Recent technological advances have enabled distributed micro-sensing for large scale information gathering through a network of tiny, low power devices or nodes equipped with programmable computing, multiple sensing and communication capabilities. This network of sensor nodes, known as a wireless sensor network, has revolutionized remote monitoring applications because of its ease of deployment, ad hoc connectivity and cost-effectiveness. In this dissertation, we design distributed routing protocols for minimizing energy consumption in a sensor network. There are two main contributions of this work. The first contribution is the design of an energy aware multiple path routing protocol to route heavy data traffic between a source and a destination node in a sensor network. The protocol spreads the routing load between the source and destination nodes over a large number of sensor nodes to minimize disparity in the energy levels of the sensor nodes. We also grade the multiple paths based on their route length to support time critical queries on the shortest available paths. The second contribution is the design of a communication architecture that supports distributed query processing to evaluate spatio-temporal queries within the network. We represent these queries by query trees and distribute query operators to appropriate sensor nodes. As operator execution demands high computation capability, we propose use of a heterogenous sensor network where query operators are assigned to sparsely deployed resource-rich nodes within a dense network of low power sensor nodes. We design an adaptive, decentralized, low communication overhead algorithm to determine an operator placement on the resource-rich nodes in the network to minimize cost of transmitting data in the routing tree constructed to continuously retrieve data from a set of spatially distributed geographical regions to the sink. To the best of our knowledge, this is the first attempt to build an energy aware routing infrastructure to enable in-network processing of spatio-temporal queries. In order to maximize energy savings the proposed multiple path routing protocol can be used to route data between the nodes that form the routing tree.

Committee:

Dr. Dharma Agrawal (Advisor)

Subjects:

Computer Science

Keywords:

Wireless Sensor Networks; Routing Protocols; Energy Aware; Decentralized algorithms

Chang, Chia-ShengA period vehicle routing problem with time windows and backhauls
Doctor of Philosophy, Case Western Reserve University, 1993, Operations Research
This dissertation develops solution procedures for the Period Vehicle Routing Problem with Time-windows and Backhauls (PVRPTWB). The problem includes many real-world considerations, such as time-window constraints, driver waiting cost, backhauls, layovers, and others, simultaneously. A mathematical formulation for the PVRPTWB is given. An exact algorithm based on a set-partitioning formulation is presented. The algorithm combines column generation with a branch-and-bound approach. The columns are generated by solving a shortest-path problem with additional side constraints. Heuristic algorithms are also given. Extensive computational test have been performed. Results on a real-world case study are also included. These results indicate that this approach is particularly efficient when the time-window constraints are relatively tight.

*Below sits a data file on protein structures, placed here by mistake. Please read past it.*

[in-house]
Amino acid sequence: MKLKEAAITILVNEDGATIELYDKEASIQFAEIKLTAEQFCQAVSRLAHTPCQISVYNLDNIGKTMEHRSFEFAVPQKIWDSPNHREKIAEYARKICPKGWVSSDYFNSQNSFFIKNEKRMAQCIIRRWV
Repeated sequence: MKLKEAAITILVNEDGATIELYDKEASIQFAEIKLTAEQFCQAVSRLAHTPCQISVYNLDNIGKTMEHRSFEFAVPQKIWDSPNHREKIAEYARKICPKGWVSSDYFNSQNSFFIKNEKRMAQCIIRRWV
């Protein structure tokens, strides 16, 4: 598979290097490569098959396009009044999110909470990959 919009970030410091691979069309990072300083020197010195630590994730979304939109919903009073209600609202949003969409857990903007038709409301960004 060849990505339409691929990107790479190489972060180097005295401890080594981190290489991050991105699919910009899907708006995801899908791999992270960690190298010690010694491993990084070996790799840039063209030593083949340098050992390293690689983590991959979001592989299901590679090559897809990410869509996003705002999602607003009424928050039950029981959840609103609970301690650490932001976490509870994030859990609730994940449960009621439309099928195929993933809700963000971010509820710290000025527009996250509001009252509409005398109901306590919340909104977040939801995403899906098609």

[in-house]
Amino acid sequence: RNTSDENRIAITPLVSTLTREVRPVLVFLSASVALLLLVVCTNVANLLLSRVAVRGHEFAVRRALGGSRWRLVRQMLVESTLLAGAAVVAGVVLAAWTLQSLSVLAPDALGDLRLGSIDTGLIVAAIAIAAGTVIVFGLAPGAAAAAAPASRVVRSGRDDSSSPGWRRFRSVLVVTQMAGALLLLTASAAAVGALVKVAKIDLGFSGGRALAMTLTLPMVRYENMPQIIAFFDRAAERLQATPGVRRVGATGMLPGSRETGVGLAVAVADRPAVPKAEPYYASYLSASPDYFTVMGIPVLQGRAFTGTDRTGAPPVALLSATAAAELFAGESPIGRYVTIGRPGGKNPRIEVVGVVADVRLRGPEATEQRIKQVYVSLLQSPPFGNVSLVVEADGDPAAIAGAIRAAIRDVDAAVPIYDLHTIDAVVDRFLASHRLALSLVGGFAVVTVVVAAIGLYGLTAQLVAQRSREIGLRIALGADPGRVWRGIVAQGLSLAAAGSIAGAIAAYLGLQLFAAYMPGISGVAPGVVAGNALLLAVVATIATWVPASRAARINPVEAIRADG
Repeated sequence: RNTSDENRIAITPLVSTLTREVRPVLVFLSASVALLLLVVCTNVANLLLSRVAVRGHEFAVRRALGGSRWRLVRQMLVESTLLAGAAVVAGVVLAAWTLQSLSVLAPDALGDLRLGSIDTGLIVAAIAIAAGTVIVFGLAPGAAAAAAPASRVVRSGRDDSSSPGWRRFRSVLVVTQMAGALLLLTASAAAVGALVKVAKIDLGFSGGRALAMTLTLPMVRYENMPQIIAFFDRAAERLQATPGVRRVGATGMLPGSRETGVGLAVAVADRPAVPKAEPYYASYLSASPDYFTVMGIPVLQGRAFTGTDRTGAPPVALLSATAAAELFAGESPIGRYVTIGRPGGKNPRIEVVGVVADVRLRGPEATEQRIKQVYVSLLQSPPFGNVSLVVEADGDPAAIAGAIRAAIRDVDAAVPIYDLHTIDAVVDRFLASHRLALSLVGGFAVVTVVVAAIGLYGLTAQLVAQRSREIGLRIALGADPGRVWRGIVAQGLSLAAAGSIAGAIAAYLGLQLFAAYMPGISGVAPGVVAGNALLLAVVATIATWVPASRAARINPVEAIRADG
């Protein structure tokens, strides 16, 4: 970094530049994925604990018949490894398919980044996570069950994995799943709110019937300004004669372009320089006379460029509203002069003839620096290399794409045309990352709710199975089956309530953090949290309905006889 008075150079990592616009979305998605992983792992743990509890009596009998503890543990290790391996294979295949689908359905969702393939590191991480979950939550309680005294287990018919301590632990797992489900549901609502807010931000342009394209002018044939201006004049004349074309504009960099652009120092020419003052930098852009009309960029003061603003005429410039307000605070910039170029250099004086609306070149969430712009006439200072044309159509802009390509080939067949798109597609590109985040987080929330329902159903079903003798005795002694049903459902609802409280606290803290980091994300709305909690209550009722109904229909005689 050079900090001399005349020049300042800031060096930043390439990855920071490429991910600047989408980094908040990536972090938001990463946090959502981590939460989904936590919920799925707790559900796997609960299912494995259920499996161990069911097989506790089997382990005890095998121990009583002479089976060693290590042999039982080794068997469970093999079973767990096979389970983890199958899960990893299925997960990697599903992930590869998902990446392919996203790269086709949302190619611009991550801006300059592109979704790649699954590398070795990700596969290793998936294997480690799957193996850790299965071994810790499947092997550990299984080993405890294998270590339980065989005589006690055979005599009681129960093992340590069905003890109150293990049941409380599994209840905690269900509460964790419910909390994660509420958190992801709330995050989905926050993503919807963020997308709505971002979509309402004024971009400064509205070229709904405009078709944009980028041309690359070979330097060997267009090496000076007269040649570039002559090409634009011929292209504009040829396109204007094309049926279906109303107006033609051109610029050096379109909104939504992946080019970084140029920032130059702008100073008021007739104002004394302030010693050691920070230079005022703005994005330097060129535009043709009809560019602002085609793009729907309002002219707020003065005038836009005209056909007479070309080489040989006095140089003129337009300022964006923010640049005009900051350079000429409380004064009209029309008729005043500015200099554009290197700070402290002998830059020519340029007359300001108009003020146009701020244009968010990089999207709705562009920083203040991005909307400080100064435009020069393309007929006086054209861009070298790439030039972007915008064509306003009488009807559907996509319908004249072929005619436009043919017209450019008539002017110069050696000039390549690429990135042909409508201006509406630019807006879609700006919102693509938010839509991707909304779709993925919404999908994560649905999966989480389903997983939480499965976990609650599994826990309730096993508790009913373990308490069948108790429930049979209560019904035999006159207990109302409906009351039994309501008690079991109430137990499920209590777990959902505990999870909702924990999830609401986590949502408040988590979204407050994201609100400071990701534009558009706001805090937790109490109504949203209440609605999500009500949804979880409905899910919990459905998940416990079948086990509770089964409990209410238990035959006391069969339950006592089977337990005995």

Committee:

Daniel Solow (Advisor)

Keywords:

period vehicle; routing problem; time windows; backhauls

Mamidisetty, Kranthi KumarGeneralizing Contour Guided Dissemination in Mesh Topologies
Master of Science, University of Akron, 2008, Electrical Engineering
Wireless mesh topologies are important for a variety of engineered systems. Despite the mesh connectivity, where every node is connected to several neighbors, the number of shortest paths between a pair of nodes is limited by the relative locations of the nodes. Prior work in this area has resulted in the characterization of the structure of the shortest paths between a pair of nodes in a regular mesh topology in which each node has eight neighbors. This thesis presents new results that characterize the structure of the union of all the shortest paths between a pair of nodes in mesh topologies where each node has three, four, or six neighbors. When a source sends M messages to the sink, and every node spreads the messages over every available shortest path uniformly, it is shown that nodes along one shortest path will always handle more messages than the nodes along other shortest paths. Optimal rules which ensure that nodes at a same distance from the source along different paths handle roughly the same number of messages, are presented. Simulation results that validate the analytical conclusions are also presented. In the future, similar methods for dissemination can be developed for general topologies.

Committee:

Shivakumar Sastry, PhD (Advisor); James Grover, PhD (Committee Member); S.I. Hariharan, PhD (Committee Member)